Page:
CT Angiography-Source Image Hypoattenuation Predicts Clinical Outcome in Posterior Circulation Strokes Treated With Intra-Arterial Therapy
Background and Purpose— The aim of this study was to correlate CT angiography-source image (CTA-SI) parenchymal hypoattenuation with clinical outcome in patients with vertebrobasilar occlusion treated with intra-arterial thrombolysis.
Methods— In 16 patients with vertebrobasilar occlusion treated with intra-arterial thrombolysis, we graded CTA-SI parenchymal hypoattenuation in the medulla, pons, midbrain, thalamus, cerebellum, occipital lobe, inferior parietal lobe, and medial temporal lobe. The grading scale was: 0, no hypoattenuation; 1, <50% hypoattenuation; and 2, >50% hypoattenuation. On CTA, we assessed clot location and length and collaterals. Outcome was measured with modified Rankin score.
Results— Mean patient age was 68.3 years (range, 47 to 86 years), National Institutes of Health Stroke Scale was 28 (range, 11 to 40), time to CTA was 5.2 hours (range, 0.69 to 15.32), and time from CTA to intra-arterial thrombolysis was 5 hours (range, 2.25 to 10.38 hours). There were 4 basilar, 2 vertebral, and 10 combined occlusions. Eleven patients had near complete, 4 had partial, and one had no recanalization. Independent outcome predictors measured as modified Rankin score at 3 months were CTA-SI pons and midbrain scores(cumulative r=0.81, P<0.001). For outcome dichotomized into death versus survival, the CTA-SI pons score (P=0.0037) was the only independent predictor.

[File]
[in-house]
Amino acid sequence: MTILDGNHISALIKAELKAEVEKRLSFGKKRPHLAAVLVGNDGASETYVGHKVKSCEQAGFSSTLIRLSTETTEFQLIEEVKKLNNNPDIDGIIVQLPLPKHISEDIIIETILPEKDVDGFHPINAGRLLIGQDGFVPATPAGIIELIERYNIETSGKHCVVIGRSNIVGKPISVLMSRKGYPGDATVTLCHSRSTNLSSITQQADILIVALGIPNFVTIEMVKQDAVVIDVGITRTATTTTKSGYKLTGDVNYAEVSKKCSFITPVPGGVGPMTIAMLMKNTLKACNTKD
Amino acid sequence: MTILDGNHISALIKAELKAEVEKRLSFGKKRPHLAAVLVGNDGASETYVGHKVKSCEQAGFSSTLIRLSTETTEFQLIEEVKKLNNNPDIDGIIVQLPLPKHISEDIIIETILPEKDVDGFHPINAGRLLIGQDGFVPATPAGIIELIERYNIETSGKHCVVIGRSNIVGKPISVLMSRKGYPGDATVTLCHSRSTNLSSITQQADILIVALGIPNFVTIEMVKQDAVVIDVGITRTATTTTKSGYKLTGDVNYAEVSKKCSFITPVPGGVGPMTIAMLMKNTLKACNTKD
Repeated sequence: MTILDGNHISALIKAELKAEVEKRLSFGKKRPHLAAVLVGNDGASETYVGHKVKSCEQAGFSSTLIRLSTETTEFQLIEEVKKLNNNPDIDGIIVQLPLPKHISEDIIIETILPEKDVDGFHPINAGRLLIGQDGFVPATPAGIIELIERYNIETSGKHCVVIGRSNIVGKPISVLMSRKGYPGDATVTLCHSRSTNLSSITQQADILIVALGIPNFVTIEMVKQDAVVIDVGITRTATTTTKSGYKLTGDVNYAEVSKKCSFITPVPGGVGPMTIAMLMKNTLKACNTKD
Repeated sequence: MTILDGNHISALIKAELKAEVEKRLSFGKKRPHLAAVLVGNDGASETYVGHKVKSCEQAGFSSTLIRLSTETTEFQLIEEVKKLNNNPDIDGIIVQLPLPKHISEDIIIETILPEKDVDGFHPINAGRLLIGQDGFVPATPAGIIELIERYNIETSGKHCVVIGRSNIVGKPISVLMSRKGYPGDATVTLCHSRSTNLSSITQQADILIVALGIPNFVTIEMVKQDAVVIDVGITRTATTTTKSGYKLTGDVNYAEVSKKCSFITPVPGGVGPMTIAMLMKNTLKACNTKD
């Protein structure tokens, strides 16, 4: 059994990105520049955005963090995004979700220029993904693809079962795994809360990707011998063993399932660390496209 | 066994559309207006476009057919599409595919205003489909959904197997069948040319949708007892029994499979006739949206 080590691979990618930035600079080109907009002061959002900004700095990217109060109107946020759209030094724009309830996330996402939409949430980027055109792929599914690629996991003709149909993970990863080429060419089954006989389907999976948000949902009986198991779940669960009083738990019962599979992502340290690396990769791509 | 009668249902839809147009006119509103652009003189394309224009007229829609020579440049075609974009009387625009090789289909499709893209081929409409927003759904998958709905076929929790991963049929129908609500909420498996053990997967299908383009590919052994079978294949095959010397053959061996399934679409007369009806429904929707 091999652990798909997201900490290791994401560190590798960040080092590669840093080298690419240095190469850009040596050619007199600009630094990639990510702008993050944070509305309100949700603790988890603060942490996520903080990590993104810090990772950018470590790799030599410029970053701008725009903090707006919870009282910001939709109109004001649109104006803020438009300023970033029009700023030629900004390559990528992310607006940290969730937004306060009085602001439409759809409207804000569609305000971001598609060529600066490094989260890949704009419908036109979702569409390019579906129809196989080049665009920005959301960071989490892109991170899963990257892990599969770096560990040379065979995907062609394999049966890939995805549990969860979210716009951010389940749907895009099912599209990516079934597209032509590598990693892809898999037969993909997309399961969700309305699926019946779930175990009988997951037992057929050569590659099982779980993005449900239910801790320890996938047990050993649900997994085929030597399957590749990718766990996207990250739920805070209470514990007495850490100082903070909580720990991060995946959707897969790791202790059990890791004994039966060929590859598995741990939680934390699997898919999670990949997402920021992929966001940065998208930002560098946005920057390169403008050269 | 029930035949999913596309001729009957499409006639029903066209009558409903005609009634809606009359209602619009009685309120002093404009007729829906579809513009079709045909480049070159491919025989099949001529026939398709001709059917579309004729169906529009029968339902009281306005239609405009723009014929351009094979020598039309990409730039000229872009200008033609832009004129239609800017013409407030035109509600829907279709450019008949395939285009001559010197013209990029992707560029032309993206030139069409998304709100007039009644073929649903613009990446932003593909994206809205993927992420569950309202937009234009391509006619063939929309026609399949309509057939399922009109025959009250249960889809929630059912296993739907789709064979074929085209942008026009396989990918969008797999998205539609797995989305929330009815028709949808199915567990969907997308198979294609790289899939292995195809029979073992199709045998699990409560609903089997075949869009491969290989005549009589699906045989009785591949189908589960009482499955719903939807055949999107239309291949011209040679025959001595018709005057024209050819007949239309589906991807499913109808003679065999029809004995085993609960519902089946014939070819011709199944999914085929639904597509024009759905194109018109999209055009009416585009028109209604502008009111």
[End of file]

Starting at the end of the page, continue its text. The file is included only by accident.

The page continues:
Conclusion— Hypoattenuation in the pons and midbrain on pretreatment CTA-SI correlates highly with clinical outcome in patients with vertebrobasilar occlusion treated with intra-arterial thrombolysis.
Acute vertebrobasilar artery occlusion (VBO) is a life-threatening condition that frequently results in death. Whether to attempt intra-arterial recanalization is a critical decision. Prior studies have suggested that recanalization and pretreatment neurological status (National Institutes of Health Stroke Scale [NIHSS] score) predict outcome.1,2 It is unclear whether other factors, including neuroimaging findings, predict outcome.1–4 Our purpose was to correlate parenchymal hypoattenuation on initial CT angiography-source image (CTA-SI), with clinical outcome, in patients with VBO, treated with intra-arterial thrombolysis (IAT).